Tech mogul turned fugitive blogger John McAfee has been taking questions in a Slashdot Q&A that reveal a claimed life of drug smuggling, political corruption, and living with a hammered testicle.
The British-born McAfee recounts that from 1971 to 1982 (when he was employed by UNIVAC and Computer Sciences Corporation to write software), 99 per cent of his income came from smuggling and selling drugs. He describes himself as a terrible programmer who hired the best coders he could find and stayed out of their hair.
His coding skills would certainly have been hampered by his 1974 encounter with drug lords in the Mexican state of Oaxaca, where he claims his right testicle was smashed with a hammer and is now "shaped like a small frisbee." Lawyers got him off numerous drugs charges and he got clean in 1982, he says.
When asked about the practices of the security software company that still bears his name, McAfee said he'd had no input into the company for the last 21 years (leaving in 1994 after selling the firm to Network Associates for a rumored billion-dollar payout) and the current code was "was none of my doing."
"As to name association, I am a master at sullying my own name and, all things considered, being associated with the worst software on the planet ranks way down the pole," he said. "It's barely a blip in the ocean of associations – madman, paranoid, child molester, murderer, drug addict, unstable, liar, to name but a few."
McAfee lived in relative, if well-heeled, obscurity after his departure from the security firm and said he was involved in researching "quorum sensing," the study of communication systems between bacteria, in the hope of finding new medical treatments derived from jungle plants that could replace antibiotics.
He hired Dr. Allison Adonizio, who had written a PhD on the topic, but claims she destroyed all of the results, research samples, and hard drives before fleeing the country. After this setback, McAfee reports he went into coffee growing before being shaken down by a politician from his laboratory's district in Belize.
"Had it been $30,000 I would have paid it in an instant, ushered him out and then returned to my task of molesting the underage girls (as some would characterize them) populating my property," he said. "However it was not. It was $2 million. Two million was not even in a negotiating arena and, not being someone prone to wasting time, I told him to f**k off and not to come back."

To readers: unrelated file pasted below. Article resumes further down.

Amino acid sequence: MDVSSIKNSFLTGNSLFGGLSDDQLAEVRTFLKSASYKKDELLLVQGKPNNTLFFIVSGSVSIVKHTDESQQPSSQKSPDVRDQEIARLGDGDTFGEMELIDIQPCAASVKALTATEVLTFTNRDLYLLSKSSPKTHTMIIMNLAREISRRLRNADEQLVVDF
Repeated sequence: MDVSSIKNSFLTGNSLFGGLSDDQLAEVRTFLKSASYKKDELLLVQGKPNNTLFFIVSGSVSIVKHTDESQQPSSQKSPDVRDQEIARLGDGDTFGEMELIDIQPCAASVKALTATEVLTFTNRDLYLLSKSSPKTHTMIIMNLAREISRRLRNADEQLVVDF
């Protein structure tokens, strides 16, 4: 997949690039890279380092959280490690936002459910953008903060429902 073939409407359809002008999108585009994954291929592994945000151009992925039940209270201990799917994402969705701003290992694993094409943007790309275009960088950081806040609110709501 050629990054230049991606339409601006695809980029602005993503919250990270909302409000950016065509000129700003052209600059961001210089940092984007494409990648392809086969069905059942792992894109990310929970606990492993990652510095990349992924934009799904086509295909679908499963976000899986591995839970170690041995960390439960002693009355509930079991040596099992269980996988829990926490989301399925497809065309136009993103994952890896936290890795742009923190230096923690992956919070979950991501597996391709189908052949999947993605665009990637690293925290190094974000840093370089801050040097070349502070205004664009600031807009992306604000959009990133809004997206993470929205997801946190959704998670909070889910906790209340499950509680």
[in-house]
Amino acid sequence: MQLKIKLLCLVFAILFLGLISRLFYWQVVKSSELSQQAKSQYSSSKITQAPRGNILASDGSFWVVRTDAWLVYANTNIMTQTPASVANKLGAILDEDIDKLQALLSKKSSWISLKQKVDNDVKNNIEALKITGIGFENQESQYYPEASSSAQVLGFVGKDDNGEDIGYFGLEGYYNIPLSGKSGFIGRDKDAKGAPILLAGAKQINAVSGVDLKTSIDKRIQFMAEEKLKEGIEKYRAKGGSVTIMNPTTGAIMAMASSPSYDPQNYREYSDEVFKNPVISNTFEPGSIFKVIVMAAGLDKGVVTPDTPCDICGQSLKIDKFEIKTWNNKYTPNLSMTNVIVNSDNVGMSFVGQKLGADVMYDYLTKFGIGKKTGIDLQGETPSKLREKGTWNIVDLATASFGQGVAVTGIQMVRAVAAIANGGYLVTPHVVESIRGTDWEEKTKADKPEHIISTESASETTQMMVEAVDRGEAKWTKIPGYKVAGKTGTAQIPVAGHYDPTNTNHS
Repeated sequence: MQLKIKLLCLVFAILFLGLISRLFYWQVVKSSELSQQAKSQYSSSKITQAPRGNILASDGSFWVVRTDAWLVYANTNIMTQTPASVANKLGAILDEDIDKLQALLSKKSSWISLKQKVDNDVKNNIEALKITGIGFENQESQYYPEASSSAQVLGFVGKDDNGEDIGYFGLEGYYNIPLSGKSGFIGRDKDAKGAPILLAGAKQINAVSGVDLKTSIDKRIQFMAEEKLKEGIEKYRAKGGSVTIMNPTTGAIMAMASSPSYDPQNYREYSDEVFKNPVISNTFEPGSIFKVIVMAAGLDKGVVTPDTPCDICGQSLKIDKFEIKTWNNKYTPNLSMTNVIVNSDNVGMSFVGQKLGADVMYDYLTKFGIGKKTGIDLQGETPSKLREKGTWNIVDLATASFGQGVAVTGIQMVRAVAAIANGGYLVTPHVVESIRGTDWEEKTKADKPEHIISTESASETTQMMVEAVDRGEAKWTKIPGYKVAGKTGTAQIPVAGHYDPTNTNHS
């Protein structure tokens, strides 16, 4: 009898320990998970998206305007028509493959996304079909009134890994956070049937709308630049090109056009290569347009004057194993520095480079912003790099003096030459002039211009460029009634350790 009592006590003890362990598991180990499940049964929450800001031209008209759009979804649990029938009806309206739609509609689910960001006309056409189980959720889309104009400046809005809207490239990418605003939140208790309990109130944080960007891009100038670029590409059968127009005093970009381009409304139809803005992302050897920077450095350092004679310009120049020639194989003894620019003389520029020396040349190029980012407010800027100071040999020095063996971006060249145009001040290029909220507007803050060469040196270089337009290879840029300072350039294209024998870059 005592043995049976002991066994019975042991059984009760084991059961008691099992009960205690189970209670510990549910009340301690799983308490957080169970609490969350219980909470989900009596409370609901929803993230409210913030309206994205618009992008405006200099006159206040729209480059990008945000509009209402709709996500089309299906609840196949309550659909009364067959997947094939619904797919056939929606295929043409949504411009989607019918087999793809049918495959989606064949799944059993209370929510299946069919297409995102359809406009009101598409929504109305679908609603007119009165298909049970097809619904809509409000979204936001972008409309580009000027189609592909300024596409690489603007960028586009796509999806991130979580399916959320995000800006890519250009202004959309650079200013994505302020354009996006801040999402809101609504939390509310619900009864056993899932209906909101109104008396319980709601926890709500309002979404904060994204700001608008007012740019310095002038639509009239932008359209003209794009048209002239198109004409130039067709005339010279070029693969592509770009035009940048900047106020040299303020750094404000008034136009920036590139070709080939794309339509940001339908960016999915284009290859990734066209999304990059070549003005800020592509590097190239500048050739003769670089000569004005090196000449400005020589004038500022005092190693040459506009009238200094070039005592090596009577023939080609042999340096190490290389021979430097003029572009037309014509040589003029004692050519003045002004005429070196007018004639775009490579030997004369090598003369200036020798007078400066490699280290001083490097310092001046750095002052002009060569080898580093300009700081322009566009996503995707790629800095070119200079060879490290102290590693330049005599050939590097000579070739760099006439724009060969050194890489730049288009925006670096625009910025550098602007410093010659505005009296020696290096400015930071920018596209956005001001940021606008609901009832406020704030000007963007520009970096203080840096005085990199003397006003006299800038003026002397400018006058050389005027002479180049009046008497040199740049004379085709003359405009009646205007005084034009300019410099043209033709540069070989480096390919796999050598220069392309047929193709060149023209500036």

In a dawn raid shortly afterwards, McAfee's home was invaded by Belize's Gang Suppression Unit, and six months later he was sought for questioning after a nearby resident was shot in the head. He claims to have adopted numerous disguises to get out of the country, and he fled to Guatemala after accompanying journalists let slip his location by not wiping geodata.
McAfee was jailed by the Guatemalans but then rushed to hospital with a suspected heart attack before being released. But he recounts that his legal peril was as nothing compared to the jealous attentions of his younger girlfriend.
"Chills ran up my spine as I imagined Samantha sweet talking the hotel security guard into lending her his gun after seeing me glance at the undulating derrière of a striking Peruvian woman an hour or so earlier," McAfee, 67, recounts.
"When we got to Guatemala City that night and we were safely ensconced in a new hotel, Sam hit me in the head with an ashtray. She had not missed the overlong glance at the Peruvian woman. I still have the scar."
After returning to the US, McAfee lived for a while in Portland, which he said boasted both excellent coffee and a suitably weird populace. It's helpful that the screenwriter for his movie and the writer of the proposed comic book of his life are also based there.
When asked if he would have done anything differently, McAfee echoed Edith Piaf's "Non, je ne regrette rien."
"Everything that has happened has brought me to this present moment – and not a bad moment at all. You may view my life as chaotic, tragic, comical, whatever. From where I sit it's a great adventure and an unending mystery. I have no complaints." ®
Sponsored: Webcast: Simplify data protection on AWS